Means of Entry
by Cait Shea

In the morning my coffee is black
You know this about me, now.

We take inventory of things
We think might mean knowing.

Silence turns my smile to shitgrin, wonder
What I am running from or chasing.

I tell you about my songs, ones
Made to tear through the dirt.

When the music stops, it is 2 am
We are still in the dark, together. 

Your palm rests on my neck, needles
That bore into my skull flower.

And I want to tell you about the time
I heard my mother calling
From behind the bedroom door
My name, a desperation       And how

I strung out the roll of tissue,
The urgent trail, a lifeline, how
Red spots blotched against white ribbon and
I tried my best to rub the floor free of rust.

And I want to tell you about the time
We left in the middle of the night, how
Just before our fingers found the deadbolt
The broken glass fell away in fury       And how

My mother lay me down on mossy carpet that night,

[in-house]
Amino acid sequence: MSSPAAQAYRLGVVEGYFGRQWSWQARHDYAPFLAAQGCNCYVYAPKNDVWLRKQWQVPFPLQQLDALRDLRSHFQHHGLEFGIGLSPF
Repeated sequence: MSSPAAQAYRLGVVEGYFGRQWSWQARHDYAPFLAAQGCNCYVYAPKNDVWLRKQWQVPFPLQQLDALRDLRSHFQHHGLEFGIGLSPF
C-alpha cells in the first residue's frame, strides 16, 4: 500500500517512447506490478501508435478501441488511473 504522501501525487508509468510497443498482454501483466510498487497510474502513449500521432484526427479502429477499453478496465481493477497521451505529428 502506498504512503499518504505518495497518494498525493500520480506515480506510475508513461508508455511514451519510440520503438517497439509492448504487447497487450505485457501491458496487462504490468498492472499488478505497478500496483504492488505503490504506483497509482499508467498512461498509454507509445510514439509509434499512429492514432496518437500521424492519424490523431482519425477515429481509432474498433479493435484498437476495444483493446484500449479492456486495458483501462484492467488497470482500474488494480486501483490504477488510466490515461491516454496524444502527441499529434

New to us, stale with cigarettes, the stink of another’s
Worthless life, a cockroach watching from the windowsill
Moonlight striking the room with a soft silver point       And how

My half-closed eyes cracked the curtain over
Her face, so sad and calm, a flash of 
Something my unripe frontal lobe
Couldn’t place for years       And how

The glint of the blade she kept on her belt turned
Towel-wrapped, to be kissed to sleep in a drawer.

Even then I wanted to hold it, its weight a lesson in
What still could be, despite the walls around us.

It is dark when I wake and I dress
In my favorites, more truths you have earned.

And I wait to tell you
These things that I cling to. 


Cait Shea is a writer and nurse residing in Iowa City, Iowa. She has been an active participant in the Iowa City Poetry community group since January 2021. She most favors writing about the human predicament of vulnerability.